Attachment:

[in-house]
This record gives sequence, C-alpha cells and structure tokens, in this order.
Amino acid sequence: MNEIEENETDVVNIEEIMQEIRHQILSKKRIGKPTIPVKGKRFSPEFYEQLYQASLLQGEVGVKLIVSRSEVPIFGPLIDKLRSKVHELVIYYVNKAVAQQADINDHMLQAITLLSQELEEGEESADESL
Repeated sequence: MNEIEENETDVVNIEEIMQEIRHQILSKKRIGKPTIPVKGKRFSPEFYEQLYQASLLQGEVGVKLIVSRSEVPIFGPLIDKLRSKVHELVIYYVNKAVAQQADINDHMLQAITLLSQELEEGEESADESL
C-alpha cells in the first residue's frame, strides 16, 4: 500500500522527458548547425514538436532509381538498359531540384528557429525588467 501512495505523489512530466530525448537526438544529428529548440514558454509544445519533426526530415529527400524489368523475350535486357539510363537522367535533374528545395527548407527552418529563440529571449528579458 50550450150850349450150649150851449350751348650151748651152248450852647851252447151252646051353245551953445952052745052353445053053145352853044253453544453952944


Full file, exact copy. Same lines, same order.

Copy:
[in-house]
This record gives sequence, C-alpha cells and structure tokens, in this order.
Amino acid sequence: MNEIEENETDVVNIEEIMQEIRHQILSKKRIGKPTIPVKGKRFSPEFYEQLYQASLLQGEVGVKLIVSRSEVPIFGPLIDKLRSKVHELVIYYVNKAVAQQADINDHMLQAITLLSQELEEGEESADESL
Repeated sequence: MNEIEENETDVVNIEEIMQEIRHQILSKKRIGKPTIPVKGKRFSPEFYEQLYQASLLQGEVGVKLIVSRSEVPIFGPLIDKLRSKVHELVIYYVNKAVAQQADINDHMLQAITLLSQELEEGEESADESL
C-alpha cells in the first residue's frame, strides 16, 4: 500500500522527458548547425514538436532509381538498359531540384528557429525588467 501512495505523489512530466530525448537526438544529428529548440514558454509544445519533426526530415529527400524489368523475350535486357539510363537522367535533374528545395527548407527552418529563440529571449528579458 50550450150850349450150649150851449350751348650151748651152248450852647851252447151252646051353245551953445952052745052353445053053145352853044253453544453952944